09:42pm Monday 20 January 2020

Teenagers' lives limited by adult constraints

Dr Pip Williams has researched opportunities for teenagers in the suburbs as part of a major report launched todayThe ‘Mobility, Mothers and Malls’ report investigates how home, community, school, teenage work and adult work all affect opportunity for teenagers in the suburbs. It is part of the four-year Work, Home and Community Project by UniSA’s Centre for Work + Life, to be launched today.
Project Manager Dr Pip Williams said how teenagers are accommodated by home, local community and parental work affects not only their well-being but the well-being of their family and the wider community.
“What teenagers do, how they do it, when they do it and who they do it with sits within, and sometimes butts up against, the spatial and temporal realities of their parents and other adults in their communities,” she said.
One hundred and seventy-four boys and girls aged between 11 and 18 years took part in focus groups with Dr Williams and her colleagues. The teenagers were from public and private schools servicing three master-planned communities and three traditional lower socio-economic status suburbs in South Australia, Victoria and Queensland.
Among the findings are:
Incompatible schedules between teenagers and their parents results in reduced access to activities and friends and a perception that they are missing out.
Homework is considered excessive in senior high school and a number of teenagers describe daily schedules that leave them exhausted and with little time to interact with family or friends.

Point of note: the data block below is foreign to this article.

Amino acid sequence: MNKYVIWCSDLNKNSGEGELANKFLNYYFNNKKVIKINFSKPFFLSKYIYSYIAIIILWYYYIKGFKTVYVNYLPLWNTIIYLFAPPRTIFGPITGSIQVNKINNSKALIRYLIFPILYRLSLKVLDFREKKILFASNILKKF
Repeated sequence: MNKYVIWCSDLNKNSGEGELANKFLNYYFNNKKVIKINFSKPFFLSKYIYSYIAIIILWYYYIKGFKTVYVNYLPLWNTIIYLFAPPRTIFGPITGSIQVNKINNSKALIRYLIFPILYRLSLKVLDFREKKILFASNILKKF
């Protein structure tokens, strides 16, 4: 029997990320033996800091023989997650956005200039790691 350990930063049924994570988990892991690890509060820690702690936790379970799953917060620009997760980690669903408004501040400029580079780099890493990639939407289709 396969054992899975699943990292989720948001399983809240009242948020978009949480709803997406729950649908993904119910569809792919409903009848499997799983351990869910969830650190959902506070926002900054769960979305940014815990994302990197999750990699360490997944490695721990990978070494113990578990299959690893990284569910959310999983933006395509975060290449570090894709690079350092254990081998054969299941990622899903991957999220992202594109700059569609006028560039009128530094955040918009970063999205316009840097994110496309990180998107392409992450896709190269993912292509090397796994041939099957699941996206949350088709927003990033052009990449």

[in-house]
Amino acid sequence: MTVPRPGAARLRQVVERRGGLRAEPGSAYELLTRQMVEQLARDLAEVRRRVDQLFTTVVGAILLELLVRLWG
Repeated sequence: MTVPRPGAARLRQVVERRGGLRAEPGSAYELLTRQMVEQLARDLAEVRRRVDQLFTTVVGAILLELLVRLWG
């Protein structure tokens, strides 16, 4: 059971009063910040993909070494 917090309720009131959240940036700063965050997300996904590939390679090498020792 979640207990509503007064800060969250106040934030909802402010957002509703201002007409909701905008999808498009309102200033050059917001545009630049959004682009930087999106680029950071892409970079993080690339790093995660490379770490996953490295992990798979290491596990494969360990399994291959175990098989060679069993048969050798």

School location is significant in terms of the demands and resources placed on the teenager, their family and the community. Local schools minimise demands of travel and maximise social interaction with peers and other members of the local community.
Teenagers want more understanding about demands of school, home and paid work and also want to see more convenient scheduling of these conflicting activities, such as more consolidation of homework into school time.
Teenagers regardless of age or socio-economic background often feel marginalised in their local communities.
An absence of appropriate amenity coupled with poor public transport systems leave the vast majority of teenagers complaining of ‘nothing to do’.
Dr Williams said teenagers from homes with fewer amenity and mobility resources relied on adequate community resources to gain access to opportunity. However, communities with a large proportion of disadvantaged households often lacked these resources.
“Teenagers from better resourced homes are less reliant on community resources, but this comes at a cost,” she said.
“This includes mothers having to make sacrifices in relation to their career to be available to their children. There’s also the trend to withdraw children from under resourced local public schools in favour of private schooling outside the area, which means teenagers forgo social connection with their community, and communities and schools lose well resourced families from the social milieu which erodes social capital.”
Dr Williams said the research had clear implications for policy and action.
“This research suggests that specific actions by governments at all levels, employers, planners, service providers, schools, parents and teenagers can result in better outcomes for teenagers in our communities,” she said.
“Action should focus on increasing resources available in the homes and residential communities of teenagers, particularly teenagers from lower socioeconomic areas, and reducing demands on teenagers and their parents that are associated with adult work and transport infrastructure in particular.”

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